James Spangler, a janitor at an Ohio department store who suffered from asthma, invented his “electric suction-sweeper,” in 1907 as way of picking up the dust and debris that triggered his health condition. His invention was the first practical domestic vacuum cleaner. It used an electric fan to generate suction, rotating brushes to loosen dirt, a pillowcase for a filter, and a broomstick for a handle.
Because it was heavy and hard to handle, Spangler sold the rights of his invention to his relative, William Hoover, whose redesign of the appliance coincided with the development of the small, high-speed universal motor, in which the same current (either AC or DC) passes through the appliance’s rotor and stator. This gave the vacuum cleaner more horsepower, higher airflow and suction, better engine cooling, and more portability than was possible with the larger, heavier induction motor. Hoover’s model has since been refined, but the mechanics of his vacuum cleaner are still used in vacuum cleaners today.
If you want to look clean and smell nice, your clothes need to be washed frequently. Most clothing is made of tiny threads that are woven together. As you go about your day, dirt and odors get trapped in the weave of your clothes and can only be removed by washing.
Clothes must be jiggled and swished around quite a bit in water—as is done in a washing machine—to best remove dirt and odors. Detergent is added to the water to help the process: it can break up oily particles into smaller pieces that can be whisked away, and it can surround other dirt particles and pull them away from fabric.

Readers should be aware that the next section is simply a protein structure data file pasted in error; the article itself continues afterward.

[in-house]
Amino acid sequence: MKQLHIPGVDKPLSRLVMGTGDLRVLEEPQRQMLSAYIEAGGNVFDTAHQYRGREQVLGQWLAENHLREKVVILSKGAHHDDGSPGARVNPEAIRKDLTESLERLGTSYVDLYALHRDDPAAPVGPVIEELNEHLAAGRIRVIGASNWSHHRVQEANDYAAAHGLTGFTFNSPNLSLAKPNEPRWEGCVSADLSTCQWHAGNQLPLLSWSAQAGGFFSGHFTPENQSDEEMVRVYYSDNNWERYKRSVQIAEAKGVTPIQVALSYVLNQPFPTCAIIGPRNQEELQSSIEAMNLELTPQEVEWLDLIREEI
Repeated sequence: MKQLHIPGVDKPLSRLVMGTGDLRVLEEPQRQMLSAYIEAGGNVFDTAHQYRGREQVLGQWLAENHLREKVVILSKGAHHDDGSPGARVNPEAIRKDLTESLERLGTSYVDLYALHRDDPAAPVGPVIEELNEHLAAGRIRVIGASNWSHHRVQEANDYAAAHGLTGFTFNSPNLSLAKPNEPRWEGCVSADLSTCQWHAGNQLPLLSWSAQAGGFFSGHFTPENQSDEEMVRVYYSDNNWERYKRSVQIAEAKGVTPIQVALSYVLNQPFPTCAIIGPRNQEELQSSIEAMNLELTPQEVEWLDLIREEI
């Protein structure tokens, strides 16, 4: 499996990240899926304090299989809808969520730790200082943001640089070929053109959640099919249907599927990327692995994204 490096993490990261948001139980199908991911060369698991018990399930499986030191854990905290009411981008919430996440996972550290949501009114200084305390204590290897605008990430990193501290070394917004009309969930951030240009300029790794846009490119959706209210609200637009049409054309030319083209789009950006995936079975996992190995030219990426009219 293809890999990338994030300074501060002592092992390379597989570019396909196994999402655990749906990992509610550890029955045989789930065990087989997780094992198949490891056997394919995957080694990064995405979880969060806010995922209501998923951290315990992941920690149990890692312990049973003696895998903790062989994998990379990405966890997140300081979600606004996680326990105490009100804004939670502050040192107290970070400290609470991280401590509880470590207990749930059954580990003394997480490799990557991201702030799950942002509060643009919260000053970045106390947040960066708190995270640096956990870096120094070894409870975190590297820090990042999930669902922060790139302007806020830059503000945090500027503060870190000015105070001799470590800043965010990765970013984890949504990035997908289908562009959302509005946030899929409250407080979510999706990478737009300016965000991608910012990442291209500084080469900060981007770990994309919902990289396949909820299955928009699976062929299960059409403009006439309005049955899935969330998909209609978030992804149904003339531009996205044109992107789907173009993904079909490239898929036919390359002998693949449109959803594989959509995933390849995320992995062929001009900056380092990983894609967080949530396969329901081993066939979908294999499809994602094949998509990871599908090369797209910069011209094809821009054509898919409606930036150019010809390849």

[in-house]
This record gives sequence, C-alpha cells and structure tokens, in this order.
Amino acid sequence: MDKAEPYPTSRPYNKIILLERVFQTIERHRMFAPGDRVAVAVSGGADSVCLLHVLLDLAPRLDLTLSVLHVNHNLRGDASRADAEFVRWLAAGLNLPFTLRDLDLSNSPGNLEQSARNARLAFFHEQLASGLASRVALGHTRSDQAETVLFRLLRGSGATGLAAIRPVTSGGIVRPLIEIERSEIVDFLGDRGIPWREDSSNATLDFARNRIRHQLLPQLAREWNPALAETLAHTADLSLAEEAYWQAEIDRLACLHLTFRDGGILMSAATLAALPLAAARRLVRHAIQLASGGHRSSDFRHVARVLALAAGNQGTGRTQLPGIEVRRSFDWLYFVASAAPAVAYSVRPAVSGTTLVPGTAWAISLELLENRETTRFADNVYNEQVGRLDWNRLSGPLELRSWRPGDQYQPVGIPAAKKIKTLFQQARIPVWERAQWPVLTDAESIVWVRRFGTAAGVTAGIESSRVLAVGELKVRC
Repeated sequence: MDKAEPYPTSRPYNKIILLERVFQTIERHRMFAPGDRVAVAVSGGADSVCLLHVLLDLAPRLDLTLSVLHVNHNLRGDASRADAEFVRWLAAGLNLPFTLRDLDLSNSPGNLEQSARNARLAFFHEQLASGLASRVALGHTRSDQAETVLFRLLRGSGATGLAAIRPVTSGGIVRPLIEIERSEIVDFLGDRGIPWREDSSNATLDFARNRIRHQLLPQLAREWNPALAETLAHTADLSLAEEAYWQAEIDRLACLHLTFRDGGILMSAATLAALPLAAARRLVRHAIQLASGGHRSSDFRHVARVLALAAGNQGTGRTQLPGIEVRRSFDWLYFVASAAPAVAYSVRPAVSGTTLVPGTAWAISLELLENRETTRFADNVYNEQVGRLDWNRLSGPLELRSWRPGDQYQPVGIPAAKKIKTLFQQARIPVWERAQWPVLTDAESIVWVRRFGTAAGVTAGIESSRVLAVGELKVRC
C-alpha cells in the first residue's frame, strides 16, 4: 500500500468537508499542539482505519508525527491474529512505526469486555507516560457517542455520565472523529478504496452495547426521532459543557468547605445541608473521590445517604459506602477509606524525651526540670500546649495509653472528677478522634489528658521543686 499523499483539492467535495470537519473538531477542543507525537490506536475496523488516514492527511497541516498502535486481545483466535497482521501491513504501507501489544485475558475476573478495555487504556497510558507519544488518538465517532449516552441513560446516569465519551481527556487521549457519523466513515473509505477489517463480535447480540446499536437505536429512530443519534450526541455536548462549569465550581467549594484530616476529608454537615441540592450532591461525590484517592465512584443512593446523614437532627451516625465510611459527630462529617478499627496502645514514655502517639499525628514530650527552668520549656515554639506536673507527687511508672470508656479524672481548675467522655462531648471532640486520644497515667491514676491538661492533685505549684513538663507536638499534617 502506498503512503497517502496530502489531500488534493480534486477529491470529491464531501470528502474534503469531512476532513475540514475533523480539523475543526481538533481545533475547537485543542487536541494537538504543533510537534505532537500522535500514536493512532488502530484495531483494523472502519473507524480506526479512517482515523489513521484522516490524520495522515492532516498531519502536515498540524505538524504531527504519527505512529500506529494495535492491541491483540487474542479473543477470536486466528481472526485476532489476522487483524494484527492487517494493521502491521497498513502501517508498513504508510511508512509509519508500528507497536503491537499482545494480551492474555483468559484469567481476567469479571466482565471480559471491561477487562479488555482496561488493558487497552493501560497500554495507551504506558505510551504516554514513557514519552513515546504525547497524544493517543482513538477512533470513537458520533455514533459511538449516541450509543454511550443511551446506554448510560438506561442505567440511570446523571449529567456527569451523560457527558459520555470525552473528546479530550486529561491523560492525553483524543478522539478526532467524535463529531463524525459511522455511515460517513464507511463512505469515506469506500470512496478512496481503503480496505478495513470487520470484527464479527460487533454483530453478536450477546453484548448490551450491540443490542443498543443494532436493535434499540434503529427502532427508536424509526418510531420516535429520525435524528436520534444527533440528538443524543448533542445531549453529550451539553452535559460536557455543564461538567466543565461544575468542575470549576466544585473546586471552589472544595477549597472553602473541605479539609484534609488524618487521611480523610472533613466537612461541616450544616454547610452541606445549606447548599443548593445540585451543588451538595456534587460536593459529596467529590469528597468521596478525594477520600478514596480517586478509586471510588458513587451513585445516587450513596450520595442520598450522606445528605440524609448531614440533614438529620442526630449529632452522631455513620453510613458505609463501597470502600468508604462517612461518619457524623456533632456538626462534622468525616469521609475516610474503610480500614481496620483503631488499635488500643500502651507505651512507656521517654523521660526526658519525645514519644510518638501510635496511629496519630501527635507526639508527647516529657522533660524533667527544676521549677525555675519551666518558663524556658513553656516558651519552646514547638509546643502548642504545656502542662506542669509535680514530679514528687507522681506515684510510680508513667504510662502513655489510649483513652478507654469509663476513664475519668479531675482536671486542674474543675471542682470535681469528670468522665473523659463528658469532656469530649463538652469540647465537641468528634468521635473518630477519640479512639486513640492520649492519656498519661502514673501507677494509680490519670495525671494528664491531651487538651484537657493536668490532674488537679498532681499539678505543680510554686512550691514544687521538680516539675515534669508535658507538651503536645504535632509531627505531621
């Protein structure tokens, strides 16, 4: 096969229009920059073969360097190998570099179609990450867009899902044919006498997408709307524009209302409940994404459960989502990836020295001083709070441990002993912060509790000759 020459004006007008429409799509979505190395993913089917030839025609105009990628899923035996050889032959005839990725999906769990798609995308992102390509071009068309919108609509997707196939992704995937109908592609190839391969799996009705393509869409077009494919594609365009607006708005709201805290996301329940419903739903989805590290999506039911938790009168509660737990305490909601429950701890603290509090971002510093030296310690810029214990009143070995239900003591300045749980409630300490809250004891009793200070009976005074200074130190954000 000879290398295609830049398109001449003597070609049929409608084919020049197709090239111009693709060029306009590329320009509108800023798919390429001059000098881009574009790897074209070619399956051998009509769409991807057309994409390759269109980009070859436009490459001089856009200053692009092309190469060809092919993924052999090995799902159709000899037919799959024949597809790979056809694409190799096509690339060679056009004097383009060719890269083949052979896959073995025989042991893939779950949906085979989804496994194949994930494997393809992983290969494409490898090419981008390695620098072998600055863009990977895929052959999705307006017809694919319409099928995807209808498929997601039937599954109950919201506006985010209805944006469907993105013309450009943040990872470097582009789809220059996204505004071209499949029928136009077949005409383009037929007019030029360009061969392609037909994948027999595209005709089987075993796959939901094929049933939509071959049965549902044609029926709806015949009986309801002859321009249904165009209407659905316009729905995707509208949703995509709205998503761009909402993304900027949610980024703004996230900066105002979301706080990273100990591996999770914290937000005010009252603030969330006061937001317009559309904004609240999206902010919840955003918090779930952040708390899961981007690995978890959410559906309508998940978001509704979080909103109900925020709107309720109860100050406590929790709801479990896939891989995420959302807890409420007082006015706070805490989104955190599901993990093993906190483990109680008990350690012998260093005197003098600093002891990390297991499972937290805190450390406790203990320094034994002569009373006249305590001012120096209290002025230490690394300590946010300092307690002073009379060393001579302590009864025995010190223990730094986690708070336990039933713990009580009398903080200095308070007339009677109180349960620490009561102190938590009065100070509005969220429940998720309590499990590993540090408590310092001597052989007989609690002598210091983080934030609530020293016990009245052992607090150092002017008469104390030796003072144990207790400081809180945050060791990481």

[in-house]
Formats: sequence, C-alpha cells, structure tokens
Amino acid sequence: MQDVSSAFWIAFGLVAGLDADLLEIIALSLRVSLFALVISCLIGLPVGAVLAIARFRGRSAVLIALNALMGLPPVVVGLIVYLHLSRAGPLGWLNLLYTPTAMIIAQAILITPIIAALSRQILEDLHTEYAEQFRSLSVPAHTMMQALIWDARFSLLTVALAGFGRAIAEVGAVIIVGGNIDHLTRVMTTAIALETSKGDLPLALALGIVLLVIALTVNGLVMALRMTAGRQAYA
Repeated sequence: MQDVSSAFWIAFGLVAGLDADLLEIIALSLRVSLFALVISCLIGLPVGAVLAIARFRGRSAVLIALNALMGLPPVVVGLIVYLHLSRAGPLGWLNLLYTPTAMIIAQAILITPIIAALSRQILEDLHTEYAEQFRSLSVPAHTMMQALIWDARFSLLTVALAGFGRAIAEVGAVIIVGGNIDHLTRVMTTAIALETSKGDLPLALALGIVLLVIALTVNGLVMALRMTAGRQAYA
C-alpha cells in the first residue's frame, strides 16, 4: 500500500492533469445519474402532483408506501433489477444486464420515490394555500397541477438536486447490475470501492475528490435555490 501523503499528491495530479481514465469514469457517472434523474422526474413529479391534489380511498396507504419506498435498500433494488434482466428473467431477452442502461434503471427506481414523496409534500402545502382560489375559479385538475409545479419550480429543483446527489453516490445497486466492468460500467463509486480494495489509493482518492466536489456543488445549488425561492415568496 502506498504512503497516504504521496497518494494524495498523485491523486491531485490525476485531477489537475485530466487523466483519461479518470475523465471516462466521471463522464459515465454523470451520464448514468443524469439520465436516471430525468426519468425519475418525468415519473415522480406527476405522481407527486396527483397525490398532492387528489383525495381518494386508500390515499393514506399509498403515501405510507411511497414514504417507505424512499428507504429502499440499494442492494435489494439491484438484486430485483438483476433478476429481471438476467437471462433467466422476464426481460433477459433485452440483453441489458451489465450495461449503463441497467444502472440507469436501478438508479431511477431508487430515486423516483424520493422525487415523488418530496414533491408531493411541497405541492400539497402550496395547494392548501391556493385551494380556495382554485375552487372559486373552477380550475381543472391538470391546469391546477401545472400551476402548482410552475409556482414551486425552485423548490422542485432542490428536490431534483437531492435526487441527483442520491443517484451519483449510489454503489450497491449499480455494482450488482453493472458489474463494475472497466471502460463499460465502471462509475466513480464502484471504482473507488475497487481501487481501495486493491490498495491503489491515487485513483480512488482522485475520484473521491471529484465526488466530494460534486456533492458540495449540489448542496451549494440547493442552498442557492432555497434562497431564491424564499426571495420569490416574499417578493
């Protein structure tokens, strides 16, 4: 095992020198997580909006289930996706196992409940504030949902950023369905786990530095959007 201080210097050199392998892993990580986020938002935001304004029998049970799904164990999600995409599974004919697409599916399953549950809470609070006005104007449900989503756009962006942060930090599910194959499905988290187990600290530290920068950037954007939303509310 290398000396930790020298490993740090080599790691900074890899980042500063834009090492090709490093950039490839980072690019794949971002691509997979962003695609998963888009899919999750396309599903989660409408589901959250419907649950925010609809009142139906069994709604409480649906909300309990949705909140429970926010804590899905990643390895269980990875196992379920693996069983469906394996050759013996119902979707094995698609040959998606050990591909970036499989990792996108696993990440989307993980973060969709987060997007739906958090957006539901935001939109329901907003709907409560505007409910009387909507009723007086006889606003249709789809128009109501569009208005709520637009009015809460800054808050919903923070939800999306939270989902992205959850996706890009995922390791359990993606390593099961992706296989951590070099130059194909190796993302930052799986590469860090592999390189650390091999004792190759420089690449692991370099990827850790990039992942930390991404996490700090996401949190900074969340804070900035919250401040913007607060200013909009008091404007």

Nobody who has died has been able to come back to tell us about it, so it is impossible to know whether dying hurts. But people who have had “near-death” experiences— those whose hearts have stopped, for instance, but were later restarted— have only good things to report. Most tell of a peaceful sensation of floating above their bodies. A number also describe traveling through a tunnel toward a beautiful light or having loving meetings with friends and relatives who have died before them.
Scientists know that when a person is in a state of very low oxygen—often a condition that precedes death—he or she experiences feelings of euphoria, or great happiness. So as far as we know, the act of dying is not painful at all. Many sick people welcome death. The same wonders of medicine that have allowed people to reach old age have also enabled them to live through long, and sometimes painful, illnesses. Often, death is seen as a welcome end to pain, both for the ill person and for the family and friends who have watched their loved one suffer. People with strong religious faith, too, may fear death less because they believe they will journey to a better place.